Look, but don't touch – Samela Harris, Adelaide Magazine
January 28th, 2012
The more connected we become, the further apart we grow. This thought simmered on the backburner of Robin Eley’s brain as he checked his friends and posted his updates on Facebook.
It began to heat up when he took his portfolio around the chic modern galleries of New York where dealers, impressed with his superrealist technical skills, were asking if he had something he wanted to say with his art. What was his “signature”?
And thus did he begin to ponder his life, his times, his people, his world, his art.
A new show, called Singularity, resulted from a man- ifestation of the artist’s sense of the new ivory towers young people are constructing within the swarming networking of their social media.
Eley has caused something of a sensation since he transferred his work from commercial illustration to pure art a couple of years ago. He began with portraits. Straight away and twice in a row he leapt to finalist positions in the Doug Moran National Portrait Prize.
Now, Hill Smith Gallery has offered him his first commercial show. Eley has worked for seven months, preparing his series of 15 new paintings. To achieve the high finesse of his intense detail, he has been working 90-hour weeks. Five weeks of such labour went into his largest painting – a cellophane-surrounded nude.
Sam Hill-Smith describes Eley as “undoubtedly a dedicated and gifted” artist and his work as “meticulous compositions”. Working in oil on Belgian linen, they convey a balance between technique and conceptual ideas to create a sense of harmony and powerful beauty,,” Hill-Smith enthuses.
Although English-born and Adelaide-raised, Eley had studied art in the US and was keen to get feedback on his new work as a full-time studio artist.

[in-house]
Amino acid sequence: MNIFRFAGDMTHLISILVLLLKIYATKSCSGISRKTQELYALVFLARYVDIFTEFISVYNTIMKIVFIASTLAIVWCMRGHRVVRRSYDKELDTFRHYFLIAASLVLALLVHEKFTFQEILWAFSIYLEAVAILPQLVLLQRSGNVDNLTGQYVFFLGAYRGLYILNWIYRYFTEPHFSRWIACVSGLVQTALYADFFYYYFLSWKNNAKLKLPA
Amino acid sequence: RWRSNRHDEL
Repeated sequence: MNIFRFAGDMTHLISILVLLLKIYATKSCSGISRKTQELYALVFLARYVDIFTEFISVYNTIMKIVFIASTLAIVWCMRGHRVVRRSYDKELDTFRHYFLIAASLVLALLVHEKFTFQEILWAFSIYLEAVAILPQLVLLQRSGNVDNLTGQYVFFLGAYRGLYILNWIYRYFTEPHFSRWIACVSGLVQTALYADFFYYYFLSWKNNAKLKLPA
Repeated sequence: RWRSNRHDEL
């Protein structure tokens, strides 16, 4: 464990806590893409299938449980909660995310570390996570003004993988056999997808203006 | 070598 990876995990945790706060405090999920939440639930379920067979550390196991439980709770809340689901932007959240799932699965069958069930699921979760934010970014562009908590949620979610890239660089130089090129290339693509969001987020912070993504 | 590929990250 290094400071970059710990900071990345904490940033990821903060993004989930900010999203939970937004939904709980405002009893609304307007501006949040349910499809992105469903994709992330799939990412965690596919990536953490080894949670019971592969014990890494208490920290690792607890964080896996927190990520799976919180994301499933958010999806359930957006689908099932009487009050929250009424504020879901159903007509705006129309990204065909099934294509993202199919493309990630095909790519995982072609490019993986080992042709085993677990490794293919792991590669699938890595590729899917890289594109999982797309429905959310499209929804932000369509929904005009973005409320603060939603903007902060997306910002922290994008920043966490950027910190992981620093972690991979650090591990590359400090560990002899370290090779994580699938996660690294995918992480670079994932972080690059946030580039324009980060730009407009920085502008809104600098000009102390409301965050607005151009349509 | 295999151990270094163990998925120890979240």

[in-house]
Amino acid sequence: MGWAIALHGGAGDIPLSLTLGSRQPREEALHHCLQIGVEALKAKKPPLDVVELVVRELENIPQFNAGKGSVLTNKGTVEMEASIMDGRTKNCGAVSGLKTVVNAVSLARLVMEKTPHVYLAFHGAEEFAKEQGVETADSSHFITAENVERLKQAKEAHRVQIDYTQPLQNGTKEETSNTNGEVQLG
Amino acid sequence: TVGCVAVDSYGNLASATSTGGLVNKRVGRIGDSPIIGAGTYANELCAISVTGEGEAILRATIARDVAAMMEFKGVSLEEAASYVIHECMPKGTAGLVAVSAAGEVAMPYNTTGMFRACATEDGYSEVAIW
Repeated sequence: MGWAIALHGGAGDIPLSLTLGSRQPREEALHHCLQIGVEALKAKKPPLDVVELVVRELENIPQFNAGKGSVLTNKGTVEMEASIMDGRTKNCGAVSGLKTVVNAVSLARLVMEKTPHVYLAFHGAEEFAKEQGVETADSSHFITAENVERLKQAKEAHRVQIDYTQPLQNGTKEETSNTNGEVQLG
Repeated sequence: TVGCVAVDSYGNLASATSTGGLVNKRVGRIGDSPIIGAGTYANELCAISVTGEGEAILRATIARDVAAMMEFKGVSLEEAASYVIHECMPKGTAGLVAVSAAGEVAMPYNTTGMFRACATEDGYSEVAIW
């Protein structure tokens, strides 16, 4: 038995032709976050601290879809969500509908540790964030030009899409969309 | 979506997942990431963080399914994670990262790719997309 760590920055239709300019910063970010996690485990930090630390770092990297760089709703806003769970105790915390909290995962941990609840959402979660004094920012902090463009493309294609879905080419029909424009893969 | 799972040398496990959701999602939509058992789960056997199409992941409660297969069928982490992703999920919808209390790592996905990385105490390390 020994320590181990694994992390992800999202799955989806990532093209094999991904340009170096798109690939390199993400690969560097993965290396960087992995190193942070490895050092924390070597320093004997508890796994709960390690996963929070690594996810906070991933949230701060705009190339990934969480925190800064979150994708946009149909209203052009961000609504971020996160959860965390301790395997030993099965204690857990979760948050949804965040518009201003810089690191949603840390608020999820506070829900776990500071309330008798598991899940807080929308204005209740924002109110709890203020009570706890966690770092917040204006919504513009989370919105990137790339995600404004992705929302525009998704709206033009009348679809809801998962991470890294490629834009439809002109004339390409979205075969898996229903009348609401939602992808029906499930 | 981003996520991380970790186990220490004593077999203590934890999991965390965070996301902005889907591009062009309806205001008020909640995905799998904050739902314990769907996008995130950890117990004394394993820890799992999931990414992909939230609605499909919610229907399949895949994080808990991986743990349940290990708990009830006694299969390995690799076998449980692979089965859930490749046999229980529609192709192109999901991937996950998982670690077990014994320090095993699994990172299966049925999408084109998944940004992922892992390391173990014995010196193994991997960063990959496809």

The Americans talked to him about a “signature style” and, says Eley, he was stirred to be less disparate in his work and to seek a more cohesive style, and within it, a statement. “After the US I was really thinking, getting down to the heart of what it was I wanted to say before recreating and re-imagining things that made me feel something,” he says. “One of those things was the way we are experiencing isolation in the modern world.
“I’m the son of a parents who met in an overseas country neither was from. Mum was from China and had moved to London, isolated from her friends and family. Dad was from Adelaide. Today the isolation is different from theirs. We are so connected we don’t even need to connect. Modern isolation is the technology we have actively embraced. We are all on Facebook where we don’t have to ask our friends how they’re going because we can see what they’re doing.”
Eley says he has used synthetic materials as a metaphor for the separation of his generation – cellophane you can see through but not feel through. “Under the premise of social networking, we guard and meter our time, unaware the walls of ivory are rising silently around us,” he says.”It is a seductive existence where quantity trumps quality, where a smile is supplanted by a like button, and the accumulation of friends seems more important than our interactions with them.”